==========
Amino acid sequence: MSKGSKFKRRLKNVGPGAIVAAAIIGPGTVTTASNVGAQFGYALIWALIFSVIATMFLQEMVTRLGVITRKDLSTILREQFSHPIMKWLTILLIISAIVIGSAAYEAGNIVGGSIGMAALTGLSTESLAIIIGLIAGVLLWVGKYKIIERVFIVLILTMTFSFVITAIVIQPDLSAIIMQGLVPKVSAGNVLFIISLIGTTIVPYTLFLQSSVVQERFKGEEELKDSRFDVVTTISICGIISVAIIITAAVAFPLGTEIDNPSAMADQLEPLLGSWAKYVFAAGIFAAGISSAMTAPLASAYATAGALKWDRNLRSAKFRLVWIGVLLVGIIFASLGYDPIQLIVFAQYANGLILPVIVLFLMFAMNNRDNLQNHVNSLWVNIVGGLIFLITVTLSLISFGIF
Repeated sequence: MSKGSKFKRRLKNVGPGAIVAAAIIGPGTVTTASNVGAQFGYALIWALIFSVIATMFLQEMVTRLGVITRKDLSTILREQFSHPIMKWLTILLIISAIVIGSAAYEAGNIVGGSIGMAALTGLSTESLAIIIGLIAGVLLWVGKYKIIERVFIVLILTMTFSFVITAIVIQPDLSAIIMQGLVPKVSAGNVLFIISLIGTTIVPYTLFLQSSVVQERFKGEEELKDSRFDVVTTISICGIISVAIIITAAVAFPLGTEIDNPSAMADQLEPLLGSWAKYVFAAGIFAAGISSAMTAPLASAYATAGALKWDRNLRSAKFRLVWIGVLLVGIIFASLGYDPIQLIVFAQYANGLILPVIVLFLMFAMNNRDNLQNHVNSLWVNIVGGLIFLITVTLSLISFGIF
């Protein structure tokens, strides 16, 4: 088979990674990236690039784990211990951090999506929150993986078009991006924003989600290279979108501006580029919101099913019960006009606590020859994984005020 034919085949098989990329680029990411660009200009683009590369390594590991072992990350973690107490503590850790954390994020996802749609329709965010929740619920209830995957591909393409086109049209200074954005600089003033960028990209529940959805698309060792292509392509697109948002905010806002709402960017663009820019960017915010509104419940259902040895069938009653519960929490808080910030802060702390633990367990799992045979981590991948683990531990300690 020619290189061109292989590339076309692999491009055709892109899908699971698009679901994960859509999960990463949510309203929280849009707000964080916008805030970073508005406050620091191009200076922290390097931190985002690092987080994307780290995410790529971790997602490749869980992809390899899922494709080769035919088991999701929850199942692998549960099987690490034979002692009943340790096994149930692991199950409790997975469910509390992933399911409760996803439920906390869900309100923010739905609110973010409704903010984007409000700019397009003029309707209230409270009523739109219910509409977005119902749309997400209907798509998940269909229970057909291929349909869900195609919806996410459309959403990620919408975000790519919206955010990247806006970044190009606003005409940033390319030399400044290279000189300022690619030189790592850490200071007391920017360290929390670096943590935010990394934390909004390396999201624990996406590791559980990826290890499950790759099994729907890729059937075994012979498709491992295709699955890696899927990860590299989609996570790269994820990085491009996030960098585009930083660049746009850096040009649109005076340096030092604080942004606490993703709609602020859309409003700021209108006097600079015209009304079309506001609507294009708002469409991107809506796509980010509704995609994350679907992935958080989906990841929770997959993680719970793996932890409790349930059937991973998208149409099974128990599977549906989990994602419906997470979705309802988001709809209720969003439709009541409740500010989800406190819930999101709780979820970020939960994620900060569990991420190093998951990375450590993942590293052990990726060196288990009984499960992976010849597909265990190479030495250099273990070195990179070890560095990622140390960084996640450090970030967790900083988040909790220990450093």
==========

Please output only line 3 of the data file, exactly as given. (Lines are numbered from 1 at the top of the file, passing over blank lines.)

């Protein structure tokens, strides 16, 4: 088979990674990236690039784990211990951090999506929150993986078009991006924003989600290279979108501006580029919101099913019960006009606590020859994984005020 034919085949098989990329680029990411660009200009683009590369390594590991072992990350973690107490503590850790954390994020996802749609329709965010929740619920209830995957591909393409086109049209200074954005600089003033960028990209529940959805698309060792292509392509697109948002905010806002709402960017663009820019960017915010509104419940259902040895069938009653519960929490808080910030802060702390633990367990799992045979981590991948683990531990300690 020619290189061109292989590339076309692999491009055709892109899908699971698009679901994960859509999960990463949510309203929280849009707000964080916008805030970073508005406050620091191009200076922290390097931190985002690092987080994307780290995410790529971790997602490749869980992809390899899922494709080769035919088991999701929850199942692998549960099987690490034979002692009943340790096994149930692991199950409790997975469910509390992933399911409760996803439920906390869900309100923010739905609110973010409704903010984007409000700019397009003029309707209230409270009523739109219910509409977005119902749309997400209907798509998940269909229970057909291929349909869900195609919806996410459309959403990620919408975000790519919206955010990247806006970044190009606003005409940033390319030399400044290279000189300022690619030189790592850490200071007391920017360290929390670096943590935010990394934390909004390396999201624990996406590791559980990826290890499950790759099994729907890729059937075994012979498709491992295709699955890696899927990860590299989609996570790269994820990085491009996030960098585009930083660049746009850096040009649109005076340096030092604080942004606490993703709609602020859309409003700021209108006097600079015209009304079309506001609507294009708002469409991107809506796509980010509704995609994350679907992935958080989906990841929770997959993680719970793996932890409790349930059937991973998208149409099974128990599977549906989990994602419906997470979705309802988001709809209720969003439709009541409740500010989800406190819930999101709780979820970020939960994620900060569990991420190093998951990375450590993942590293052990990726060196288990009984499960992976010849597909265990190479030495250099273990070195990179070890560095990622140390960084996640450090970030967790900083988040909790220990450093």